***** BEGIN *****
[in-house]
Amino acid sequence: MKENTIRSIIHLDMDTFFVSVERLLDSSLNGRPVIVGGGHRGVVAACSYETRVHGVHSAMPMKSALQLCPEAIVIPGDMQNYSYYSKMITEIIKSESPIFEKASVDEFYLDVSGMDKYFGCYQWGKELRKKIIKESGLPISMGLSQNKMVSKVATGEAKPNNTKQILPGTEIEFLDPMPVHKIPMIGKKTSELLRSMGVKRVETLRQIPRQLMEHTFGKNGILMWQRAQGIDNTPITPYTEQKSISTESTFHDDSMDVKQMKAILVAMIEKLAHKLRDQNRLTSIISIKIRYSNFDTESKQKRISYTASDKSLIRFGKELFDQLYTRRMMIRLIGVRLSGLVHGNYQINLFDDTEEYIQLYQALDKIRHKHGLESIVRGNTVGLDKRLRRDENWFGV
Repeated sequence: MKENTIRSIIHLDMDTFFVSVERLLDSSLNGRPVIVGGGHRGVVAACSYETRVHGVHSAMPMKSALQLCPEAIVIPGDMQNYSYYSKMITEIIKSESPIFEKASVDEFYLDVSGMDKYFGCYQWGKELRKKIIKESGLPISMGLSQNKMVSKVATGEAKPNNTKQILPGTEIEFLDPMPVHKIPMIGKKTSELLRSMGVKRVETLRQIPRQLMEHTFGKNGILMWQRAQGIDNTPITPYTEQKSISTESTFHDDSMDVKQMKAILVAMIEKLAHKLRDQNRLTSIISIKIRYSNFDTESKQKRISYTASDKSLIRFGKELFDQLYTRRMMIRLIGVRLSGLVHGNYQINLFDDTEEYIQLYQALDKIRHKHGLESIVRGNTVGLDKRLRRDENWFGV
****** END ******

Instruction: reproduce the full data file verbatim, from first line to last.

[in-house]
Amino acid sequence: MKENTIRSIIHLDMDTFFVSVERLLDSSLNGRPVIVGGGHRGVVAACSYETRVHGVHSAMPMKSALQLCPEAIVIPGDMQNYSYYSKMITEIIKSESPIFEKASVDEFYLDVSGMDKYFGCYQWGKELRKKIIKESGLPISMGLSQNKMVSKVATGEAKPNNTKQILPGTEIEFLDPMPVHKIPMIGKKTSELLRSMGVKRVETLRQIPRQLMEHTFGKNGILMWQRAQGIDNTPITPYTEQKSISTESTFHDDSMDVKQMKAILVAMIEKLAHKLRDQNRLTSIISIKIRYSNFDTESKQKRISYTASDKSLIRFGKELFDQLYTRRMMIRLIGVRLSGLVHGNYQINLFDDTEEYIQLYQALDKIRHKHGLESIVRGNTVGLDKRLRRDENWFGV
Repeated sequence: MKENTIRSIIHLDMDTFFVSVERLLDSSLNGRPVIVGGGHRGVVAACSYETRVHGVHSAMPMKSALQLCPEAIVIPGDMQNYSYYSKMITEIIKSESPIFEKASVDEFYLDVSGMDKYFGCYQWGKELRKKIIKESGLPISMGLSQNKMVSKVATGEAKPNNTKQILPGTEIEFLDPMPVHKIPMIGKKTSELLRSMGVKRVETLRQIPRQLMEHTFGKNGILMWQRAQGIDNTPITPYTEQKSISTESTFHDDSMDVKQMKAILVAMIEKLAHKLRDQNRLTSIISIKIRYSNFDTESKQKRISYTASDKSLIRFGKELFDQLYTRRMMIRLIGVRLSGLVHGNYQINLFDDTEEYIQLYQALDKIRHKHGLESIVRGNTVGLDKRLRRDENWFGV